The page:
Accommodating Anxiety, Workplace Stress and PTSD Under the ADA

Bob Mckenzie
Dec 15, 2020 - 01:00 PM EST
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Learn how to properly respond to accommodation requests for anxiety, workplace stress, and PTSD under the ADA.Anxiety disorders are the most common mental illness in the U.S., affecting 40 million adults age 18 or older or 18.1% of the population every year (Anxiety and Depression Assn. of America). 7.8% of Americans will experience PTSD in their lives and about 30% of men and women spending time in war zones experience PTSD (Nebraska Department of Veterans Affairs). Some 12.5 million working days were lost due to work-related stress, depression or anxiety in 2016/17 (Health and Safety Executive), and 50% of employees in one survey said that stress and anxiety impacts the quality of their work (Anxiety and Depression Assn. of America). Given such data, it is not a surprise that employers large and small, for-profit and not-for-profit are now frequently confronted with issues, accommodation requests and claims under the Americans with Disabilities Act (ADA) relating to workplace stress, anxiety disorders, PTSD and related conditions. Grappling with such issues can be difficult and costly. Employers must be able to assess whether applicants and employees with such conditions are qualified to perform the essential functions of a position. They need to know how properly to respond to requests for reasonable accommodations, when and what medical information may be requested, and when a direct threat or other safety risk may be presented.


Accommodating Anxiety, Workplace Stress and PTSD Under the ADA

• The Prevalence of Anxiety, Stress and PTSD Issues Confronting Employers

• The Costs and Risks to Employers From Employees Presenting With Anxiety, Stress and PTSD

• EEOC Disability Charge and Litigation Activity

• When Are Anxiety, Workplace Stress and PTSD Protected Under the ADA?

• Must an Applicant or Employee Produce Medical Documentation of Their Anxiety, Stress or PTSD?

The Courts and Anxiety, Stress, PTSD and Related Conditions

• ADA Case Studies of Anxiety, Stress and PTSD and Lessons Learned

Qualifications and Stress Disorders

• Assessing Whether an Applicant or Employee With a Stress Disorder Is Qualified

• Assessing Whether an Employee With a Stress Disorder Continues to Be Qualified for Her Position

• When May an Employer Require an Employee With a Stress Disorder to Undergo a Fitness for Duty Examination?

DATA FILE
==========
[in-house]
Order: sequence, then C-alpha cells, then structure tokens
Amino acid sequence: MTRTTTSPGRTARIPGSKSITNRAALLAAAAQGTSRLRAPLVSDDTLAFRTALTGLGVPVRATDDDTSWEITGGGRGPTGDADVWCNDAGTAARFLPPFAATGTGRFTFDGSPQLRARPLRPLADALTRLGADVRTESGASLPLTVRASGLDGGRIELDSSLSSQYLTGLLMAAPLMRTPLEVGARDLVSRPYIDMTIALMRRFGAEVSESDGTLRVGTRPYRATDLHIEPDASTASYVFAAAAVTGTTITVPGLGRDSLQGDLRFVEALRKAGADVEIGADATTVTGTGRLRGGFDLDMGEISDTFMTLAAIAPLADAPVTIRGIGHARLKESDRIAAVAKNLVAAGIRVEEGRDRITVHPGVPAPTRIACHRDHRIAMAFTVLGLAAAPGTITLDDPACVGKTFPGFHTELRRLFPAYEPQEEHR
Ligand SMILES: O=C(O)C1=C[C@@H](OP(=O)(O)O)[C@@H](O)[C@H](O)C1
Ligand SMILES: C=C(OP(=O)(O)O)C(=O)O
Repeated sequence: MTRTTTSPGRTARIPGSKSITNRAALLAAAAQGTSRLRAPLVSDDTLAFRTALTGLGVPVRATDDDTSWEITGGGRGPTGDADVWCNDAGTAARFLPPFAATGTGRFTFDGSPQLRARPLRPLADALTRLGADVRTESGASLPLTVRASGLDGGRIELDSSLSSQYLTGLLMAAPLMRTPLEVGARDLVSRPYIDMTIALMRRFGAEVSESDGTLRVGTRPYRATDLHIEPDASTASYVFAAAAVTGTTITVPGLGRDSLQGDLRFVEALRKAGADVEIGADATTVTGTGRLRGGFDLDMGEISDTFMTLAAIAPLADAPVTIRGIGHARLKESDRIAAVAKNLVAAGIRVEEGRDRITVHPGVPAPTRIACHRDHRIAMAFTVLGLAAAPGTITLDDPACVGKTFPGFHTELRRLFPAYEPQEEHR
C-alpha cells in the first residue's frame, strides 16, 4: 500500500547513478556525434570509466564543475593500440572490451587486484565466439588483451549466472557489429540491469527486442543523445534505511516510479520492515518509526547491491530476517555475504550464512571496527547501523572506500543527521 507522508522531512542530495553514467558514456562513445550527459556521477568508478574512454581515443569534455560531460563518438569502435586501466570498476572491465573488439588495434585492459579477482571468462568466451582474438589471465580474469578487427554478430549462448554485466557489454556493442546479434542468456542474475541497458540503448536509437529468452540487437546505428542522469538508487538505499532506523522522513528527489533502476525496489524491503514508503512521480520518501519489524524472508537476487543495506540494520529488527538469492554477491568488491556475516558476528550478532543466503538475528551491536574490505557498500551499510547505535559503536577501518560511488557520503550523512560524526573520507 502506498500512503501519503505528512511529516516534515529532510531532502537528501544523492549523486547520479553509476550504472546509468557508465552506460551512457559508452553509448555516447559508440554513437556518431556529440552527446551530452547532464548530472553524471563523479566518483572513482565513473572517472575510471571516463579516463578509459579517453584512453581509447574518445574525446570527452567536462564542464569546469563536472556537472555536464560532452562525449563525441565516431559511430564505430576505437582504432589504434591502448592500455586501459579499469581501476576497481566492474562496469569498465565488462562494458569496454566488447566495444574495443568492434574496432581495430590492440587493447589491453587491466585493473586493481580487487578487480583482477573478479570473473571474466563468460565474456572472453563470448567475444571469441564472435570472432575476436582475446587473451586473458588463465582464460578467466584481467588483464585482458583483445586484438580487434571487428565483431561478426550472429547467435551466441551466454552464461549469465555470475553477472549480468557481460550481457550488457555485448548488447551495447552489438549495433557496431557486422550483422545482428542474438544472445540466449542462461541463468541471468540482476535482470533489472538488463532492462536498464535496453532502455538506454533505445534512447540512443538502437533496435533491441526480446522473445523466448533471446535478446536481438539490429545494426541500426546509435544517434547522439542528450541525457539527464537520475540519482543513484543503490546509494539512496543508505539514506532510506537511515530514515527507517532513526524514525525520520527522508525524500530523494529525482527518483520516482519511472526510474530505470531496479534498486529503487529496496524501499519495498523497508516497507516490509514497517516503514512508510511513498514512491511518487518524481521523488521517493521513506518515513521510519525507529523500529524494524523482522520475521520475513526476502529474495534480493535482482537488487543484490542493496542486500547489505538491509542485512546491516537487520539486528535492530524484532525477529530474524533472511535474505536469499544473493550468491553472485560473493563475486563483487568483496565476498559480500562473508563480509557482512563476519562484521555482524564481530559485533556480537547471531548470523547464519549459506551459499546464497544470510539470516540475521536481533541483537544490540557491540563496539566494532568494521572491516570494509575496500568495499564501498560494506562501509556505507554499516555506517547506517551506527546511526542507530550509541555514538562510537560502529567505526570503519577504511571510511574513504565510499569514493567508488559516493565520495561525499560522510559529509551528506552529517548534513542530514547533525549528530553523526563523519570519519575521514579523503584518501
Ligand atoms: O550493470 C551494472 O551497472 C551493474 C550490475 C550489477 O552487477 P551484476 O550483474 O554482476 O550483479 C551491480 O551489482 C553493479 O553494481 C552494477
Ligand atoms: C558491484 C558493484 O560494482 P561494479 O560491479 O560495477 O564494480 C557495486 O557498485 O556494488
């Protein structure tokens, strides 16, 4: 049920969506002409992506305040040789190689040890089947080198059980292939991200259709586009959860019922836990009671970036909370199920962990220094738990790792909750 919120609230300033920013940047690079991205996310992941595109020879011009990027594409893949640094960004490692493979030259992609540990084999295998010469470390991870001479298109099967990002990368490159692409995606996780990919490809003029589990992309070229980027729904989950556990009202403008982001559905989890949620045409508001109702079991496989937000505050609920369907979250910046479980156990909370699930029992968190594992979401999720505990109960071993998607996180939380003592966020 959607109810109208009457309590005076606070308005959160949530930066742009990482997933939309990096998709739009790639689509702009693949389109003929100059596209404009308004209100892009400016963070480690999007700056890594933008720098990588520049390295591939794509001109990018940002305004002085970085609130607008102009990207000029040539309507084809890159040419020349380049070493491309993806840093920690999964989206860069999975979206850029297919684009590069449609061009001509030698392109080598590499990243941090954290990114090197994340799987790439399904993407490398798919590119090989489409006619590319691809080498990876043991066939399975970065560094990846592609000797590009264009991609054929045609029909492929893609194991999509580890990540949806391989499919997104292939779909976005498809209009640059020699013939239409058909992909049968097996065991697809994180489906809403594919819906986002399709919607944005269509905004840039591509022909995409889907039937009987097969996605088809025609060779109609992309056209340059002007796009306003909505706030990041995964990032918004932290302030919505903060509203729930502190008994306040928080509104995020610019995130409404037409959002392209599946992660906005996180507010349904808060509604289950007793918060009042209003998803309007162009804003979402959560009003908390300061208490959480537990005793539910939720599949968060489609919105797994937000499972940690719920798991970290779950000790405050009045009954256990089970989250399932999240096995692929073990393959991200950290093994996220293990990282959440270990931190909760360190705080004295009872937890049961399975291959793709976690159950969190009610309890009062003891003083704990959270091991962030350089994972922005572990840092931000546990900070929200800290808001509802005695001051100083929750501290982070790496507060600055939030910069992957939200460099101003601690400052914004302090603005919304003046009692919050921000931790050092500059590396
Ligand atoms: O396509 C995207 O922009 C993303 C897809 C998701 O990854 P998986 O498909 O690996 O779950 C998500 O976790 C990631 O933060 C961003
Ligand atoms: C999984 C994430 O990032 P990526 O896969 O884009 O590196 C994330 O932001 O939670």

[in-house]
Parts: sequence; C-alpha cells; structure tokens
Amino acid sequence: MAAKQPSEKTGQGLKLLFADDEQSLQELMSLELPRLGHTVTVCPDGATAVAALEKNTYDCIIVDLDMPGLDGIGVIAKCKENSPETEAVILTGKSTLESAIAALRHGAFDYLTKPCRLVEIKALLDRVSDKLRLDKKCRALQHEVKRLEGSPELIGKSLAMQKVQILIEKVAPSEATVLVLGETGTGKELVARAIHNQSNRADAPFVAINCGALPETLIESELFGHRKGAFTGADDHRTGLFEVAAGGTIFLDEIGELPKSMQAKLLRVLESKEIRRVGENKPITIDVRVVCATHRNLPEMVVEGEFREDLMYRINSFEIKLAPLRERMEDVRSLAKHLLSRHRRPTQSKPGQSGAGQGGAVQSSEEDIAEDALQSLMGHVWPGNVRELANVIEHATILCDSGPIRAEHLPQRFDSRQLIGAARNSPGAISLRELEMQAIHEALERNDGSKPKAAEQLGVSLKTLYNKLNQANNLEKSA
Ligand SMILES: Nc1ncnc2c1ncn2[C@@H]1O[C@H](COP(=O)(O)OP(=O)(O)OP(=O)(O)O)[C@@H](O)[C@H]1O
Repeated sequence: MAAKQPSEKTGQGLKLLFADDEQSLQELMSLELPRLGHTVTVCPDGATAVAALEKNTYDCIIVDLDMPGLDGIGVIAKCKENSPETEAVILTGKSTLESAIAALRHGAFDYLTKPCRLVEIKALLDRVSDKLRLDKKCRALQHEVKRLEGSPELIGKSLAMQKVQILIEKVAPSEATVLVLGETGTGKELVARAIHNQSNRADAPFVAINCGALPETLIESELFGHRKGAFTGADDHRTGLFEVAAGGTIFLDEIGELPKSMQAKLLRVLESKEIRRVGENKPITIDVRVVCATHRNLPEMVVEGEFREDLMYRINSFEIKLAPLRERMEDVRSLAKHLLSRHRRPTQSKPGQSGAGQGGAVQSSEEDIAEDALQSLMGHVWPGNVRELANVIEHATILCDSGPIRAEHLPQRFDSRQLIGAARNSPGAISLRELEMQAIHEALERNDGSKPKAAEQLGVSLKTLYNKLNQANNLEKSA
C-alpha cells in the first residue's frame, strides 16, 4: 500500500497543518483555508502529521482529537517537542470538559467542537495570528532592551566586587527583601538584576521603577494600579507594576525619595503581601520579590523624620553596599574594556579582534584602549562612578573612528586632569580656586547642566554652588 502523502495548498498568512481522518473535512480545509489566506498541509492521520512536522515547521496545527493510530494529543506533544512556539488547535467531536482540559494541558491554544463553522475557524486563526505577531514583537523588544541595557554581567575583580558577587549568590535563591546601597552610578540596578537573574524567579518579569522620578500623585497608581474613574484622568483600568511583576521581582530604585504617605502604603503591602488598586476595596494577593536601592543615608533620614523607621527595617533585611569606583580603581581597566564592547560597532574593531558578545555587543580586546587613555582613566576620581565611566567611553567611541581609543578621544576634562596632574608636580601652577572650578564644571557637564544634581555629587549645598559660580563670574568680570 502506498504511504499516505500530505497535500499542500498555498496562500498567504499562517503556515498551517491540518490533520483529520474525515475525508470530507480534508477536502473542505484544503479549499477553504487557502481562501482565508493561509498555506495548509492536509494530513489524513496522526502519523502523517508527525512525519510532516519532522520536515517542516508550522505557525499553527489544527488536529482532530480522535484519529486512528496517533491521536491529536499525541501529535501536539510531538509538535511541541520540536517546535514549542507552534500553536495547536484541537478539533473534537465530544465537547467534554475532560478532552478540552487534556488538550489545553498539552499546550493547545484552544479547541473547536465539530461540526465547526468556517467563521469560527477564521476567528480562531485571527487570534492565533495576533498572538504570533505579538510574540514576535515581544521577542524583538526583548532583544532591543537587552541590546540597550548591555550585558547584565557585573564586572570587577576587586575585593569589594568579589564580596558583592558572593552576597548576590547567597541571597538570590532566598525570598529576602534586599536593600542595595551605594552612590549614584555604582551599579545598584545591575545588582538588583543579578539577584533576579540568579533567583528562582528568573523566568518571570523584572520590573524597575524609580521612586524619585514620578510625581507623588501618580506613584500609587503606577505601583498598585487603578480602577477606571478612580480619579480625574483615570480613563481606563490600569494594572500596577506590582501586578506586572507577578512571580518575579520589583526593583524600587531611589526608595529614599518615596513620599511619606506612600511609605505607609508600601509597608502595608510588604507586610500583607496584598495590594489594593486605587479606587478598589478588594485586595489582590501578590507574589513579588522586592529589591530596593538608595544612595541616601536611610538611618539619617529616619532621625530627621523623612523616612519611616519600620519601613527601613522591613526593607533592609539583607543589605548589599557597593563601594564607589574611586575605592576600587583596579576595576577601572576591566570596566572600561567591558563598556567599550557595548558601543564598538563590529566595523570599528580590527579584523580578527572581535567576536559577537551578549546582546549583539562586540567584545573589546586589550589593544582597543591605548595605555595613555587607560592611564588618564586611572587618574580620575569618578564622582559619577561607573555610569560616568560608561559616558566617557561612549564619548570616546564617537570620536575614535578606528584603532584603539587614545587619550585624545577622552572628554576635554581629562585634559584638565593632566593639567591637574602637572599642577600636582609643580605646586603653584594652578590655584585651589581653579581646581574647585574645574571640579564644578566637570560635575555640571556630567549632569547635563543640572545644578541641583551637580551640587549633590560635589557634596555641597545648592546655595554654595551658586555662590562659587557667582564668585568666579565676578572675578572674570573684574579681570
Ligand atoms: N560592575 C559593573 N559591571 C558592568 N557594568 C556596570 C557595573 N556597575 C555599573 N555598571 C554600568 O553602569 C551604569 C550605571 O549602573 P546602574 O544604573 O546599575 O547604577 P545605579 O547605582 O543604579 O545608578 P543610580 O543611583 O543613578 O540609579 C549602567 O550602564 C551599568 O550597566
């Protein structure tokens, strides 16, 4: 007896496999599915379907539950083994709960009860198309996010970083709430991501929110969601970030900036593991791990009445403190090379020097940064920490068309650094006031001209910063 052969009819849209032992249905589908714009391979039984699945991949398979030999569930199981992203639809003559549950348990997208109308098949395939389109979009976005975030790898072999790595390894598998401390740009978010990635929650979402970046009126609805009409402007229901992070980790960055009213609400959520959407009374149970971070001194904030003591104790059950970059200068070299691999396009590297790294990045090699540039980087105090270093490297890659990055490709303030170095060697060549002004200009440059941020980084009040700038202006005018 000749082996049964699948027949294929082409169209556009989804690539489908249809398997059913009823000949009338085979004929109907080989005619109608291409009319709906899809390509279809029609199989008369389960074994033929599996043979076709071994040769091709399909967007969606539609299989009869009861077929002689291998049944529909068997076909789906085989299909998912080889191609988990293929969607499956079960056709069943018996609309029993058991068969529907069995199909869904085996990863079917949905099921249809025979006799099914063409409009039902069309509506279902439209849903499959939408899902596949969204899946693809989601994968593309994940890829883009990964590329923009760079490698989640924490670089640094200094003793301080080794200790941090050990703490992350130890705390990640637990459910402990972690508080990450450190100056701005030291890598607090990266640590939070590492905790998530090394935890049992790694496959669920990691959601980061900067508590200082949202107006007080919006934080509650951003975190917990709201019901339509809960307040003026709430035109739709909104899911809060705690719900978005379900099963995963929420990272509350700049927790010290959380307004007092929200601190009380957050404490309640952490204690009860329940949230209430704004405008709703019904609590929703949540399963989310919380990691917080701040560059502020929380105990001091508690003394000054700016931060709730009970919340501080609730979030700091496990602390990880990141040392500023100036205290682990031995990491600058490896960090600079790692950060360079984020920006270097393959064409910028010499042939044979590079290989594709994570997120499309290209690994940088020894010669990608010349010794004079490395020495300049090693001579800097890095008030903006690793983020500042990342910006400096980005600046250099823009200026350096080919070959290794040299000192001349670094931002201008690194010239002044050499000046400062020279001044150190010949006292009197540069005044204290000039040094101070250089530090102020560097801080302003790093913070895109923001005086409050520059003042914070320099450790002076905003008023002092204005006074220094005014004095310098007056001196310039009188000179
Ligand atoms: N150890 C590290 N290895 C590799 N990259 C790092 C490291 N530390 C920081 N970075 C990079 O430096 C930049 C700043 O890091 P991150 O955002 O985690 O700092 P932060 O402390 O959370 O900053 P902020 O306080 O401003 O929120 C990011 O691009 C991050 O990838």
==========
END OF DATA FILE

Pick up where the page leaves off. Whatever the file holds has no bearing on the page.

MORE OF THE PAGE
• Assessing When the Direct Threat Defense May Apply to an Employee or Applicant With a Stress Disorder and Employer Safety Concerns

Succeeding in the Interaction Process

• How Is the Interactive Process Triggered?

• What Must an Employer Do in the Interactive Process With an Employee With a Stress Disorder?

• When May an Employer Lawfully Request Documentation of the Need for an Accommodation?

• Determining If There Is a Reasonable Accommodation or If Any Accommodation Would Be an Undue Hardship

• What Are Some Potential Reasonable Accommodations for Stress Disorders?

• Is the Interactive Process a Continuing Duty?

Proactive Steps for Employers

• Create Up-To-Date Job Descriptions Capturing All Essential Functions

• Train Supervisors to Recognize Accommodation Requests and How to Manage Employees With Stress Disorders

• Knowing When and How to Refer Employees to an EAP

• Recognize the Potential ADA-FMLA Interaction for Employees With Stress Disorders

• Emphasize the Need for Documentation of the Interactive Process and of Any Performance Issues for Employees With Stress Disorders

Webinar Events
Attend Live Webinar
Dec 15, 2020 - 01:00 PM EST

Duration: 60 Minutes

Single Attendee

Group of 3 to 5 +1 Thumb Drive or 5 online Recorded version

Group of 6 to 10 +1 Thumb Drive or 10 online Recorded version

Training CD-DVD

Physical CD-DVD of recorded session will be despatched after 72 hrs on completion of payment

Recorded video

Recorded video session

Speaker: Bob Mckenzie,

Bob McKenzie has over 35 years of human resources management experience. His background includes a wide range of hands-on HR practices in a variety of industries and all areas of human resource management. He started McKenzieHR, a human resources management firm in Jacksonville, Florida in 2002. Bob has been cited in a number of Human Resources trade publications. Among them are, HR Magazine, HR Florida Review, The Jacksonville Business Journal,, BNA and the Institute of Management and Administration. He has been a speaker at a number of conferences as well as national audio and web-based seminars. He has been the keynote speaker and a guest speaker at a number of conferences and business meetings. One of his major talents is teaching HR professionals about their field. He has been facilitating a class for 12 year preparing Human Resources professionals to take and pass the HR certification exam. He is proud to say that has an 80% pass rate for first time test takers, well above the national average of 52%. Bob is a graduate of Rider University where he received a Bachelor of Science in Commerce Degree and double majored in Industrial Relations and Organizational Behavior. He is actively involved in the Small Business Resource Network and has served on the Board of Directors of a number of non-profit organizations.

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